For the record, I bought the box with the hopes of completing my set (which didn't work out) but I did land 66 new cards which is just under a two new cards per pack ratio.  I guess that's alright.

Now, I was mostly interested in the base cards this time around - but in the interest of a proper box review, let's now turn our attention to the inserts.

Who to Watch:

Seeded 1:3 packs, we would expect to get 12 Who to Watch insert cards.  My box actually yielded 13 Who to Watch cards which is cool...except I only got 7 unique cards.  I ended up with four Peter Bergerons which is simply ridiculous.  I actually like the Who to Watch cards - they are glossy so they stand out from the base cards (plus they are die-cut nicely).  Looking back on it, the checklist is actually fairly weak (Soriano and Wells are probably the two best names in the fifteen card set).

Dividends:

Seeded 1:6 packs, we would expect to get 6 Dividends insert cards.  Once again, my box over delivered - we pulled a total of 7 Dividends cards (though only 6 of the 7 were unique - I ended up with two Sammy Sosa cards).  The Dividends insert set is also 15 cards in total size - so it's basically twice as hard to complete as the Who to Watch (based on insertion ratios).  It should also be noted that the star power in the Dividends insert set is much higher than that of the Who to Watch set!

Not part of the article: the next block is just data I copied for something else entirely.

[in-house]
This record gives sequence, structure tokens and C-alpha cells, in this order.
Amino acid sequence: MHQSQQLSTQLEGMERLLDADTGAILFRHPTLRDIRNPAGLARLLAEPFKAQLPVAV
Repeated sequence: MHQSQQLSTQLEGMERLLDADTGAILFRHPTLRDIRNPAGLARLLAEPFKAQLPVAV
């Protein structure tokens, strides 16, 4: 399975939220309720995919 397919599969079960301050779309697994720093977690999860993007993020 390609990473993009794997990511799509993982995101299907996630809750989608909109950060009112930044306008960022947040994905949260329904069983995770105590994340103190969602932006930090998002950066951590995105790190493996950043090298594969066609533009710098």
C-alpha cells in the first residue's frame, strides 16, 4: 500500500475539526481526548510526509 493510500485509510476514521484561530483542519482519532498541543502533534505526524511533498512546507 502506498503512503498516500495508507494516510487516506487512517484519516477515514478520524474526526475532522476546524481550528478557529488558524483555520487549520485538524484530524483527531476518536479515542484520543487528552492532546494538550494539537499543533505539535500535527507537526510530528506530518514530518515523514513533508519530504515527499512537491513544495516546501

Ten-4:

Seeded 1:18 packs, we would expect to get a pair of Ten-4 inserts.  Unfortunately, my box yielded only one such card - the Derek Jeter shown above.  That's certainly a bummer since I like the Ten-4 design quite a bit.  There are no Reds in the set, but I would have liked to pull the Ken Griffey, Jr. card.

Grasskickers:

Seeded 1:30 packs, we would expect to pull one Grasskicker card per box.  Unfortunately, my box was completely devoid of any Grasskicker cards.

Hall's Well:

The Hall's Well cards are also seeded 1:30 packs.  However, I actually pulled one of the Hall's Well cards (unlike the Grasskickers).  Printed on an acetate card stock, the Hall's Well cards are pretty sweet - and the Frank Thomas is a good one to pull.

The Ripken Collection:

The Ripken Collection cards are also seeded 1:30 packs, so you'd expect to get one in a hobby box.  My box was stuffed with Ripken cards - I ended up with three different Ripken Collection inserts (perhaps the third was in place of a Grasskickers card)?